Wu et al developed an AI, WISENSE (now renamed ENDOANGEL), to perform a real-time stomach site check . They collected images of 26 typical sites inside the stomach and trained them to AI. If AI recognized the 26 sites during the examination, it was determined that the sites were observed. They conducted a clinical trial in 324 patients and reported that using the AI at the time of gastroscopic examination resulted in a 15% reduction in missed sites. It is expected that AI assists in the comprehensiveness (check all site of stomach) at the time of gastric observation.

Esophageal cancer diagnosis

Esophageal cancer is the eighth most common cancer worldwide and the sixth most common cause of cancer-related mortality . Esophageal squamous cell carcinoma (ESCC) is common histological type in Asia (particularly Japan), Middle East, Africa, and South America, while the incidence of esophageal adenocarcinoma (EAC) is increasing in the United States and Europe .

When esophageal cancer is diagnosed at an advanced stage, it requires a highly invasive treatment, and its prognosis is poor. Therefore, early detection is of great importance. However, it is difficult to diagnose esophageal cancer in early stage by conventional endoscopy using white light imaging. Iodine staining has been used to detect ESCC in high-risk patients; however, it is associated with problems such as chest pain or discomfort and increased procedural time .

Narrow band imaging (NBI) is a revolutionary technology of image-enhanced endoscopy that has facilitated more frequent detection of superficial ESCC without using iodine staining . NBI is superior to iodine staining for screening endoscopy because of the ease of use (one pushes one button) and the lack of discomfort for patients. However, NBI has demonstrated an insufficient sensitivity of 53% for detecting ESCC when used by inexperienced endoscopists , indicating that training and experience are required to use NBI effectively.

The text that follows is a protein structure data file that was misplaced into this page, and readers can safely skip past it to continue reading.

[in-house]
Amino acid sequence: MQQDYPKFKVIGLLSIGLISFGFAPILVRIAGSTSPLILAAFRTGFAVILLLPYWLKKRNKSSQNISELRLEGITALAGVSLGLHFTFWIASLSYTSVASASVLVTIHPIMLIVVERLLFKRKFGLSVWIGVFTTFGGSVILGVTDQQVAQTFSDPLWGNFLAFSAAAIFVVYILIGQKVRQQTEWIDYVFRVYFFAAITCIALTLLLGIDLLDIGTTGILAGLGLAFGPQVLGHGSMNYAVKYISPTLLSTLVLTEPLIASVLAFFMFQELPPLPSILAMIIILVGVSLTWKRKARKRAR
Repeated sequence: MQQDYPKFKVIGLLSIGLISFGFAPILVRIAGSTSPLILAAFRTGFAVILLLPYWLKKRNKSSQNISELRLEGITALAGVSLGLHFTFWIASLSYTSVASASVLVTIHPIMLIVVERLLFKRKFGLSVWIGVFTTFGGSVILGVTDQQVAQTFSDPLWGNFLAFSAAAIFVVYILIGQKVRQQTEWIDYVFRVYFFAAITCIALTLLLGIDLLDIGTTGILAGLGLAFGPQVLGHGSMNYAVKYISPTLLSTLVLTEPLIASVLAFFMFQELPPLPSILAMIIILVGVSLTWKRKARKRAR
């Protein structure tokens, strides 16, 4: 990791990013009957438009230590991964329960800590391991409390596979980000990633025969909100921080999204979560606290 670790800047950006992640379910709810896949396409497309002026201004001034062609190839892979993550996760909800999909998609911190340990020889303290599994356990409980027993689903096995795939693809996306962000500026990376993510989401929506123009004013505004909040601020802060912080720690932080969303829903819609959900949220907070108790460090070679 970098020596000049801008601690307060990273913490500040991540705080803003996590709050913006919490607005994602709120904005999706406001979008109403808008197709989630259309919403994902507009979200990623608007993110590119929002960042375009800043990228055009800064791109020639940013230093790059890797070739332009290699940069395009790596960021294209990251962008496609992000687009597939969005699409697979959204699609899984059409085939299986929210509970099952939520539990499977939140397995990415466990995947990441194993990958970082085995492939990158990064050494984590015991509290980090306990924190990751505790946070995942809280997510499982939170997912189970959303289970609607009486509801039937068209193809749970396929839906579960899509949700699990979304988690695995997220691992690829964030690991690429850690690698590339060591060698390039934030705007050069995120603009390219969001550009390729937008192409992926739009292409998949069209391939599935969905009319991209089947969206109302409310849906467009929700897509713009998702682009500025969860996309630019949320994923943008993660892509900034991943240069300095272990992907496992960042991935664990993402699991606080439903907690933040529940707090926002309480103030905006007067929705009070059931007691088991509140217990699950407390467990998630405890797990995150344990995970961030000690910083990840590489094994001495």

Horie et al reported use of the CNN-based AI diagnosis system to detect esophageal cancer, including both ESCC and EAC ( Fig 2 ). The CNN was trained by 8428 endoscopic images with esophageal cancer from 397 lesions, including 365 ESCC and 32 EAC lesions. Then they validated the CNN-based AI diagnosis system with another training data set which consisted of 1118 images from 97 cases, including 47 cases with esophageal cancer and 50 cases without esophageal cancer. The AI diagnosis system analyzed the 1118 images in 27 seconds and detected 98% (46/47) of the cases of esophageal cancer. Notably, the AI diagnosis system could detect all smallest 7 lesions less than 10 mm. The sensitivity of the AI diagnosing system in scanning each image was 77%, with specificity of 79%, PPV of 39%, and negative predictive value of 95%. Moreover, the AI diagnosing system could diagnose cancer as either superficial or advanced cancer with 98% accuracy. Although PPV was quite low, it seems that deeper learning would overcome this limitation. Because the analyzing speed of this system is fast enough, this system will work in medical videos, which makes it possible to use the AI diagnosing system during screening endoscopy and support endoscopists not to miss ESCCs.

Aug 9, 2020 | Posted by in GASTOINESTINAL SURGERY | Comments Off on The role for artificial intelligence in evaluation of upper GI cancer
Premium Wordpress Themes by UFO Themes